The ideal client avatar exercise was originally developed for companies selling products or services. As an individual selling themselves, it can serve as a starting place to encourage thinking … but it breaks down quickly. Most people don’t like to see pictures of themselves or hear themselves because they don’t actually like themselves let alone love themselves.
I’m not a coach. Coaches try and bring out the best in you. I think it’s already there. I’m an artist, I see the beauty in you and help you display it to the people who will appreciate it.
I recently attended a meet up with entrepreneurs and business owners who are looking to craft a culture within their companies. A recurring topic came up as people discussed the CEO’s role as a champion for setting the companies culture. Entrepreneurs are constantly in a state of self-doubt and often times depression. Between the struggles of wearing too many hats and the challenge of stretching themselves to be successful at activities they don’t enjoy, the passion of purpose gets lost. Stack on top of it the reminders by business coaches and consultants to remember WIIFM (What’s in it for me), and there’s no wonder people are getting lost and forgetting who they are or how to market their business.
A rather valid point was made during the presentation that companies are selling the story of the founder and a connection to a greater purpose well past the 250m mark in yearly gross sales. In the midst of all the banter and self-doubt, I suggested that this was perhaps a good indication why entrepreneurs need marketers. Marketers retain the best version of the companies founders, the ideals of the companies founding, and its purpose in serving its customer base. They facilitate clear communication of those messages appropriate to the audience and channel.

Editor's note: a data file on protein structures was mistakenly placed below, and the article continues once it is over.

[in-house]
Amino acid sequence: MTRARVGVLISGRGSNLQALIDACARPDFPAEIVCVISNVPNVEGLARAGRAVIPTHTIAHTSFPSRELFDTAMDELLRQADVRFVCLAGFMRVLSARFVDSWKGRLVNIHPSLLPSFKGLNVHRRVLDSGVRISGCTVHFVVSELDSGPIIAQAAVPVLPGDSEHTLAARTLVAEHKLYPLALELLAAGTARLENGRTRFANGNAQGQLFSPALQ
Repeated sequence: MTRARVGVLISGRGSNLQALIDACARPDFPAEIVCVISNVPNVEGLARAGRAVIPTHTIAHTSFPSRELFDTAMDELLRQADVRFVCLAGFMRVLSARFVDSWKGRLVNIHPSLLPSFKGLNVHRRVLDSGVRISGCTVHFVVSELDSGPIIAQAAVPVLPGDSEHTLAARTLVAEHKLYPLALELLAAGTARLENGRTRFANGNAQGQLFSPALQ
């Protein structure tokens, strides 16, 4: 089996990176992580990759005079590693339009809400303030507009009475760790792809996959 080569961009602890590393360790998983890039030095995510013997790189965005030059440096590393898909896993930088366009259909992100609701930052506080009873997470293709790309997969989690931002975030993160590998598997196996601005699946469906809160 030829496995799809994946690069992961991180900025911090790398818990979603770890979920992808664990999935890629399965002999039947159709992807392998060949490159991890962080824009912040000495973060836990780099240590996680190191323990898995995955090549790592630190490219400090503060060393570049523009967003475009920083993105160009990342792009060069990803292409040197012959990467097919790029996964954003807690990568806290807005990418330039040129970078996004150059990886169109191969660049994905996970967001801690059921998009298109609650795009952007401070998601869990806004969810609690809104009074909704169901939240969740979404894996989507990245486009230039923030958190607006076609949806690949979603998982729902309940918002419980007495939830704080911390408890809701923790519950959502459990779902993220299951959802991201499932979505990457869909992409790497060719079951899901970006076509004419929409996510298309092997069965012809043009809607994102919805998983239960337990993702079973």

Upon uttering these words, disdainful heads whipped around and I heard, “Marketers are rarely like that”. I was silent and a little stunned. Later I thought, “Maybe that’s why I’ve had the same customers for over 20 years”.
- Your job is to convey emotion during a presentation. Don’t read slides.
- Slides that people read have five times better retention than slides read to them.
- Create two decks/presentations.
- One deck has plenty of text and is the one you send out after the presentation is over.
- The live presentation has limited text and minimal points per slide.
More reading on the topic: Seth’s Blog: Really Bad Powerpoint
What’s the minimum you can deliver cleanly, transparently, and with integrity? How much do you need to charge to produce a profit and deliver real value? This is your Minimum Viable Product. Once you have it, ship it! You can build on this, package this, integrate this is into a broader strategy … later. Don’t keep yourself from building a customer base. Your customer base will tell you what they really want!